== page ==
Rilo Kiley – Ripchord

Rilo Kiley – Ripchord (Chords)

There’s no ukulele on the album version of Rilo Kiley’s Ripchord but, judging by the clips on YouTube, it’s become a ukulele mainstay in their live show with their guitarist Blake Sennett taking on uke and vocal duties. It seems that guitarists playing the uke move up and down the neck much more often than born ukulele players. You can see it songs like this and Panic at the Disco’s Friends in Holy Spaces.

A couple of things to look out for in the chord chart. First, There’s a chord I’ve labeled A5. It’s not strictly an A5 chord but an A chord. I’ve called it this to distinguish it from the other A chord in the song.

The second, and the trickiest part of the song, is the A6 chord in the intro. It’s a big stretch and he fluffs it a little himself. It’s such a big stretch I couldn’t fit in all on the chord diagram. The diagram shows the note on the eight fret of the A string. It actually needs to be on the ninth.

This would be a simpler way of playing it.


View Comments


  1. andrew July 17th, 2008 9:38 pm

    pssshhh, that’s a crazy reach, you’re right. i’ve got huge hands and that still hurts. still, thanks for the tab. it’s nice to have something to aim for, like huge reaches. also, question about your recent post on power chords- you mention that you just go up 7 frets from any note to find the fifth. how do you know which string to go up 7 frets?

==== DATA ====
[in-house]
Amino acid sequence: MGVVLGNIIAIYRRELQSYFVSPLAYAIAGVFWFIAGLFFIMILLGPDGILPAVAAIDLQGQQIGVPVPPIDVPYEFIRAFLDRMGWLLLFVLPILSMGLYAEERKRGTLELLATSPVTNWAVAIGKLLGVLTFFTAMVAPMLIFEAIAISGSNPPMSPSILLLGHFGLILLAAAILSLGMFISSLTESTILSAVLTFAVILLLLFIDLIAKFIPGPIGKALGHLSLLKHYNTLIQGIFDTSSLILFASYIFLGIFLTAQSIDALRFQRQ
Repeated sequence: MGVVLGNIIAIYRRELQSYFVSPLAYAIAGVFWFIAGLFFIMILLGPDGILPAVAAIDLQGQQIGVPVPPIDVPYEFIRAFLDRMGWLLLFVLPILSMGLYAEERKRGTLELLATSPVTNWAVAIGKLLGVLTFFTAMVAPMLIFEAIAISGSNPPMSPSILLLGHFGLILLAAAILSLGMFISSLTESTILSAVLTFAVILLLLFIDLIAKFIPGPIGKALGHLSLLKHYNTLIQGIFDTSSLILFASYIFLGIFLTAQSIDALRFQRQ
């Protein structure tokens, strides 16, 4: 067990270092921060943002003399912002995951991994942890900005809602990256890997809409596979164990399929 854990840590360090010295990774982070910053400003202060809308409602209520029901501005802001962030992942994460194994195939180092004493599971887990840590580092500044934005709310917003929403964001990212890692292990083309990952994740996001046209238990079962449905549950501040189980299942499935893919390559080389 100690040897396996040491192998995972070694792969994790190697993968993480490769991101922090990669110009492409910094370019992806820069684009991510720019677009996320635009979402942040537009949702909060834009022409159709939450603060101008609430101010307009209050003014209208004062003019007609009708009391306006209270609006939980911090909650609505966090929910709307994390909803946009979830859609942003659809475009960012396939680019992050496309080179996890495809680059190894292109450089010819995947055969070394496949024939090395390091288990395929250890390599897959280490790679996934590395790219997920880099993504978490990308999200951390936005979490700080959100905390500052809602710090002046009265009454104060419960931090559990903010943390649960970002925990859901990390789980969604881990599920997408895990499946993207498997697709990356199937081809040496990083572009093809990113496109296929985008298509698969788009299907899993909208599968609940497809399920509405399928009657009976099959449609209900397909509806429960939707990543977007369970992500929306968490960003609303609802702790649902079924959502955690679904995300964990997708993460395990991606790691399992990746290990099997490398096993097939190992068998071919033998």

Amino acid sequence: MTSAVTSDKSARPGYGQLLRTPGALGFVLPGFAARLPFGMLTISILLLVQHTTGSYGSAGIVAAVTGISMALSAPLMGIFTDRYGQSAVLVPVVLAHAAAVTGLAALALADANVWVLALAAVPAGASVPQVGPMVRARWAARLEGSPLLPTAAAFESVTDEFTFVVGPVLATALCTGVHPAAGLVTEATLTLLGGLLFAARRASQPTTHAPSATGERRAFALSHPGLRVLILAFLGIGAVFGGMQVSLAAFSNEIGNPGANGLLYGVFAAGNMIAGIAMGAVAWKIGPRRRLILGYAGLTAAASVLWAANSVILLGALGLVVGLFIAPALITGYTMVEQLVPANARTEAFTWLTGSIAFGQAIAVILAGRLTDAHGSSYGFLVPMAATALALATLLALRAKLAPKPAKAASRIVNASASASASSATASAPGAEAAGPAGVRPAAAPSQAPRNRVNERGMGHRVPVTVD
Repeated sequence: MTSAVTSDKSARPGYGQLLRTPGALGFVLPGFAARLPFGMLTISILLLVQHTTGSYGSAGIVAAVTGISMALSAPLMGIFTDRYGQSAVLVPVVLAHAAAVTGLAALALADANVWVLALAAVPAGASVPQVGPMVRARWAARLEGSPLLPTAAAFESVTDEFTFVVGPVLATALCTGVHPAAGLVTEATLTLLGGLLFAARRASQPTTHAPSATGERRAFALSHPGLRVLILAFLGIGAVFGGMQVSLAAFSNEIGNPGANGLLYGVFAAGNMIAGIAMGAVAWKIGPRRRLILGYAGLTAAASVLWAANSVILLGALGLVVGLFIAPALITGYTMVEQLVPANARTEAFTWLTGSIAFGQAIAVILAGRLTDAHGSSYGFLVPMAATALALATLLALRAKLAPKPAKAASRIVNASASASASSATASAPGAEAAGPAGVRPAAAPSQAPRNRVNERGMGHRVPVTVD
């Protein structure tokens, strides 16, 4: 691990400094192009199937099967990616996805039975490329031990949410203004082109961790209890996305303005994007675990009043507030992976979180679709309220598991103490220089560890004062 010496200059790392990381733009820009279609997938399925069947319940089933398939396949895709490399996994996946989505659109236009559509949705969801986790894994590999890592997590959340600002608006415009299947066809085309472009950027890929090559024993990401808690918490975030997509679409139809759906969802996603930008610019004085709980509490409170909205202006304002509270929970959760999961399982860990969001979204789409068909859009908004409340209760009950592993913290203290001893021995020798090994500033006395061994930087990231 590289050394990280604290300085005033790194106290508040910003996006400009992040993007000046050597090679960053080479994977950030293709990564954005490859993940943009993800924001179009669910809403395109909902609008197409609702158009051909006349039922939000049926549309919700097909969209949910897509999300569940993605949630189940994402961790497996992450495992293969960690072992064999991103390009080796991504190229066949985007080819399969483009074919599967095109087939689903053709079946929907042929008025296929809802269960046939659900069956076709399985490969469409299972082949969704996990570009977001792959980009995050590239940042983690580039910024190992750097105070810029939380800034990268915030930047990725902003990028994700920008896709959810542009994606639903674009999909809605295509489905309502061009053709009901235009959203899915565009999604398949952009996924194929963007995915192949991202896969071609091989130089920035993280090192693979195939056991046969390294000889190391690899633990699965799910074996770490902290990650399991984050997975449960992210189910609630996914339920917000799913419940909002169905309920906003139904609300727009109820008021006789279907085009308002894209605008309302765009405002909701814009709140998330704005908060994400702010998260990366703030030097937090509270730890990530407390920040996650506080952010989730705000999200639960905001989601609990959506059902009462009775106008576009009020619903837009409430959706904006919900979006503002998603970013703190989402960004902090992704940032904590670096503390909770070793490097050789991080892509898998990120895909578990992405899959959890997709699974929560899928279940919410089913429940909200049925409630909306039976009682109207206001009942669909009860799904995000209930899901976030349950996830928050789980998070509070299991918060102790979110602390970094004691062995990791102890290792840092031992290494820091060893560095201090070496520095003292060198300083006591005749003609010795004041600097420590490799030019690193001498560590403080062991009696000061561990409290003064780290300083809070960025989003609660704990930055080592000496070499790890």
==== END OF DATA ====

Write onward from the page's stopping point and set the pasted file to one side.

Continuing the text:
2. Paul July 17th, 2008 11:37 pm

    Is it just me, or is this track reminiscent of ‘You’re Sixteen’ as popularised by Johnny Burnette?

  3. Woodshed July 18th, 2008 3:02 pm

    andrew: Any string. Seven frets up from C is G whichever string you use.

    Paul: You’re right. There’s a definite similarity.

    Link for anyone who wants to check it out.

  4. brian July 18th, 2008 11:11 pm

    it’s like your reading my mind… this is the first song i tried to look up when i first got my uke

    thanks for posting this

  5. Woodshed July 20th, 2008 11:13 am

    You’re welcome, Brian.

  6. brian October 21st, 2008 9:28 pm again (and if I could correct the typo from my comment above, i would.. ouch)

    Why did you use alternate chord versions for D, F#, G, and A (as far as I can tell..)? I feel like it sounds alright using the trad’l chords, but I can’t quite tell because I’m not quick enough to pull together the alternates enough to figure out what they sound like.

  7. Woodshed October 21st, 2008 9:34 pm

    brian: I wrote it up the way he plays it. There’s nothing wrong with using the standard chords. If it sounds good, it is good.

  8. cory September 29th, 2009 11:04 pm

    it needs to be bar chords the way that he plays it so he can mute it easier. i used to play it with traditional chords and it sounded good. but thank you for this version. its putting a strain on my hands playing it so much haha.

  9. Woodshed September 30th, 2009 11:46 am

    cory: Yeah, the open chords create a different vibe to the song. Good but different.

  10. Shannon April 19th, 2010 4:07 am

    It would be astrnomically cool if you also wrote the chords for “With Arms Outstretched” by Rilo Kiley. I used to know it on guitar, but I can’t figure it out on ukulele. It’s such a good song and I miss playing it. ;-;

  11. wants a uke August 22nd, 2010 5:35 am

    Maybe I just have a different track but I have this song on an album played on uke. Maybe it isn’t an original album track but I always thought this song was played on a ukulele

  12. tomped March 25th, 2013 4:38 pm

    Love this song, any chance you could break down the strumming?

  13. Woodshed March 26th, 2013 7:50 am

    tomped: It’s worth practicing coming up with your own stumming patterns. Here’s a couple of posts that should help:

Sorry, Comments Are Broken Right Now